Archive for August, 2005

Things to do..and the monsoon….

August 29, 2005

Leaving on a 7 week trip is stressful…first I have to get the thousands of things…then I have to fit them into 2 suitcases!

It is pouring with rain outside as I write. Bangalore is so lush and green and dustless (if not dirtless or mudless) at this time. I am so reluctant to leave for much warmer and possibly more humid, climes….I just LOVE Bangalore in the monsoon. Having been brought up in Kolkata, where Bengali literature is preoccupied with the monsoon…it’s one of my favourite seasons. It is the season where the ever-present ferocity of the sun is held at is the season for fecundity and fresh new growth and greenery everywhere, even in the nooks and crannies of old walls….for many years, living in Chennai, I missed the summer monsoon so much…I think the love of the monsoon is deeply ingrained in my psyche.


August 25, 2005

Going away for 7 weeks is tough. The amount of stuff I want to take is staggering. Some of it (the main part) is stuff for others, but things like medication are what I don’t want to run short of. Also, I am unsure what sort of weather to pack for, and so have to include warm clothes that take up both volume and weight. I do remember from the last trip that the majority of my Indian clothes were unworn, so this time I am going to cut down on that….But still one tends to overpack as one does not want to do without.

Sigghhhh….moral of the story, don’t travel to too many places. Huh. Place moral in dustbin…and carry on with packing!

How pilgrimmages have changed…

August 23, 2005

Went on a package tour to Tirupati..can’t help noticing how pilgrimmages have changed. It cost us 1025 for the allegedly a/c bus and accomodation, all courtesy of A P Touris Corpn (AP Tourism, Happy Tourism, according to the incredibly punny message on the back of our bus.) Allegedly a/c, because on the way out, the weather was cool and we didn’t feel it…on Monday morning we realized that only the fan was on and certainly not the compressor; the bus felt stuffy and uncomfortable though bearable, though the driver swore blind the a/c was on.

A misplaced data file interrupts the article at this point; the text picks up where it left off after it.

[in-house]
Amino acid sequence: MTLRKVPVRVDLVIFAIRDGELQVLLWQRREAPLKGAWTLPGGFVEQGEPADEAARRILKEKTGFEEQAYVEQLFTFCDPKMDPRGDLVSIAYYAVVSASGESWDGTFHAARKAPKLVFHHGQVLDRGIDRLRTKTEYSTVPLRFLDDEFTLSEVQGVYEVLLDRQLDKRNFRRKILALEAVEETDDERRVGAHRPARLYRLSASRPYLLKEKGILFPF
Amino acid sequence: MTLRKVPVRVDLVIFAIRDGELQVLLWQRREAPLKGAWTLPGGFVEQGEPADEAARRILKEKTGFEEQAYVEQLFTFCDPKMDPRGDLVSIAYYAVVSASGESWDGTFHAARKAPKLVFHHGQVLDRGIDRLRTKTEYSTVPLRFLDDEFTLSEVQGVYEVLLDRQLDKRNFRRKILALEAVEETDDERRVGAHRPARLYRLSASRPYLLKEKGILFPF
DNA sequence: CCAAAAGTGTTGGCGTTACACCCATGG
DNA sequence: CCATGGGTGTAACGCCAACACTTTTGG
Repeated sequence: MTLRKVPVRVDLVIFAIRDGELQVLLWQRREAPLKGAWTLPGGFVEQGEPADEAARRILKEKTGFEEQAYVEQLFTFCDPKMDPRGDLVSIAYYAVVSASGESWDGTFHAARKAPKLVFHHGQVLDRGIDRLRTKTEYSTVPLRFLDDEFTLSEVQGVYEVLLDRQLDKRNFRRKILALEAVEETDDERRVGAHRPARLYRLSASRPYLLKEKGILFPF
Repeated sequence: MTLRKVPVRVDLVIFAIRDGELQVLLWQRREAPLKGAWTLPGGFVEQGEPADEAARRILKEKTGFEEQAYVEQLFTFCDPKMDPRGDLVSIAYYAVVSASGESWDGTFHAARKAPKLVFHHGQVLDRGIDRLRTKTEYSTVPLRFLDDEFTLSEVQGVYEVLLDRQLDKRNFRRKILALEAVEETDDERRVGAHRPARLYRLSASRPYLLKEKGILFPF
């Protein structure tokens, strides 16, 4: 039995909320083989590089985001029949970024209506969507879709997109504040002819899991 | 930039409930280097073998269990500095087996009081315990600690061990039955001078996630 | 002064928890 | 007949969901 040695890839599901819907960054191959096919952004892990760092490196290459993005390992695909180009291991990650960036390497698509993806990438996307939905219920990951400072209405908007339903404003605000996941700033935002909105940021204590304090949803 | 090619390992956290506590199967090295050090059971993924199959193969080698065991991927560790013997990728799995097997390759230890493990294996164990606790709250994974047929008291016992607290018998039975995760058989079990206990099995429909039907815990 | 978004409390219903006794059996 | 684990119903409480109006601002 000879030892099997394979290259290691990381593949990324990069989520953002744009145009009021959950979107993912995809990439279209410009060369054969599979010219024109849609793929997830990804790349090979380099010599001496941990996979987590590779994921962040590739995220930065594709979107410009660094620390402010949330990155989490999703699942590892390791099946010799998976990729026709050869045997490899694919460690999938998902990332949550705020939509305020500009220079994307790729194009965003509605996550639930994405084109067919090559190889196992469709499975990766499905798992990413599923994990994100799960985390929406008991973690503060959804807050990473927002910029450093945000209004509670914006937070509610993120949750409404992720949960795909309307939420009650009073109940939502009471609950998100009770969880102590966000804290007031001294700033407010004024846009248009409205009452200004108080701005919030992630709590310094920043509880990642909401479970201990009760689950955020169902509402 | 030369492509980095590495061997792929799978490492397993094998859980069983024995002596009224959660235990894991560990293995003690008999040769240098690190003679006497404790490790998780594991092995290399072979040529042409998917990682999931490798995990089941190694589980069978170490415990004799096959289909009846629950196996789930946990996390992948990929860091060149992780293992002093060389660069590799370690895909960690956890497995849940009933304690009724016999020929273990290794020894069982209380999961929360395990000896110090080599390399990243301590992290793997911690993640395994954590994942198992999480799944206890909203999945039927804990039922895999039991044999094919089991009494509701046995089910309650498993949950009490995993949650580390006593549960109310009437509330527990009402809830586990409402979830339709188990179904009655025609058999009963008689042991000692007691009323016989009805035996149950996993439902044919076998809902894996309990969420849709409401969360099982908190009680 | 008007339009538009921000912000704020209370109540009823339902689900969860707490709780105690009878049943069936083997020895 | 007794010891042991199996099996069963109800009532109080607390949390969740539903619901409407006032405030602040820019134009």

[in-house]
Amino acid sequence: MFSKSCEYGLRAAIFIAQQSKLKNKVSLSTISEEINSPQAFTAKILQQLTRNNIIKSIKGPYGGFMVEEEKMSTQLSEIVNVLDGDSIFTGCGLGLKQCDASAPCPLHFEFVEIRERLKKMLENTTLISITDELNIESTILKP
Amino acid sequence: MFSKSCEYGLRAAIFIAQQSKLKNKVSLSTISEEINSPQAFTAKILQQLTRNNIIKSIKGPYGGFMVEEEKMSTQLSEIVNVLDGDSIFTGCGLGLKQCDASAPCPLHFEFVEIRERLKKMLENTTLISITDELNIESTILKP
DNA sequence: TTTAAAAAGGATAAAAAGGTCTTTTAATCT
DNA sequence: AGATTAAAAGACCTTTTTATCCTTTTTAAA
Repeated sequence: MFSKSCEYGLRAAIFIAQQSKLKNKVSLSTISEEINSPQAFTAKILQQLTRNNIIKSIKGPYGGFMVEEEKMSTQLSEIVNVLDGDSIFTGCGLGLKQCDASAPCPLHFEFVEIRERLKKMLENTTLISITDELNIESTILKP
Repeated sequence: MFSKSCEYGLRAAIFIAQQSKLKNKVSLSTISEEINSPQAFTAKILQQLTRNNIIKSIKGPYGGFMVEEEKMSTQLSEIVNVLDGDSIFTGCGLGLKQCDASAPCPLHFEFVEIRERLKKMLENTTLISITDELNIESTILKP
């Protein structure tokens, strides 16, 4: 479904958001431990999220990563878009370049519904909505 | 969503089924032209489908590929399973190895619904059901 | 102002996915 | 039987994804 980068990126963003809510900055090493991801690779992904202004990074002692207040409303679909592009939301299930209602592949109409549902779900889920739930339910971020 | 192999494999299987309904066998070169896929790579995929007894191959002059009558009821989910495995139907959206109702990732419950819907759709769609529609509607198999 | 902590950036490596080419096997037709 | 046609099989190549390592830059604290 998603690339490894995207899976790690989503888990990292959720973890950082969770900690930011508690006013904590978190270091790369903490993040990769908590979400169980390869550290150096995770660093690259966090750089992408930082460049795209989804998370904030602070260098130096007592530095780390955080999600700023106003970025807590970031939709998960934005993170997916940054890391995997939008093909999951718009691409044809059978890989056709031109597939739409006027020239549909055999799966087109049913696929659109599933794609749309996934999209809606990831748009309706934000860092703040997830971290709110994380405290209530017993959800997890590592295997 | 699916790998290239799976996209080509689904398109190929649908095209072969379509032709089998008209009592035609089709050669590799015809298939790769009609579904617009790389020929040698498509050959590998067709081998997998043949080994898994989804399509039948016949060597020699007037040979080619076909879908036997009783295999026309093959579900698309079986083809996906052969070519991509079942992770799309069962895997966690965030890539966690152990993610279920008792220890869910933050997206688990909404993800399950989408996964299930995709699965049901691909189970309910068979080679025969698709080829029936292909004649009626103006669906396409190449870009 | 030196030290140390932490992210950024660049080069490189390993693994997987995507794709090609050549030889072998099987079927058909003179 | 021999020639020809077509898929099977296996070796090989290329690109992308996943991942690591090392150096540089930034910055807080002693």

But the seats on the coach were very comfortable and we reached Puttur, where there was an APTourism motel where we had dinner and we reached Tirupati at 11 pm, where we paid 350 rupees extra to get an a/c room instead of the clean, comfortable, but mosquito-ridden non a/c room, which we got at about 12.30 am.

At 2 am we woke and found hot water in the taps; and at 2.30, bathed and looking suitably devout, we were in the bus which took us the base of the Tirumala hills. Here we transferred to an ordinary bus, after locking and handing over our luggage. This drove us up the winding road to the temple, and the group was ushered in, after we had deposited our cellphones, with no waiting (cf. recent newspaper reports that after waiting more than 90 hours, the darshan of many devotees were cancelled last week,due to the extreme rush.) and were taken in right to the sanctum sanctorum. We got a good view of Sri Balaji for all of 2.5 seconds or so before the workers pushed us physically along the line (they seem to DELIGHT in physically pushing the queue along. They don’t wait for you to move…they take hold and push.) The darshan was at about 6 am. We came out and were taken back to the waiting Volvo bus, where we were reunited with our luggage, and taken after breakfast at yet another Punnami (Telugu for full moon) hotel/restaurant, to the Padmavathi temple at Thirunallar. Then onwards to Kalahasthi, where the ancient temple really captivated both of us, and then lunch back at the Puttur motel, and we returned to Chennai at about 5.30 pm instead of the scheduled 4.30 pm.

The food cost was about Rs.400 all told. We couldn’t get extra laddus, but got two as part of the package deal.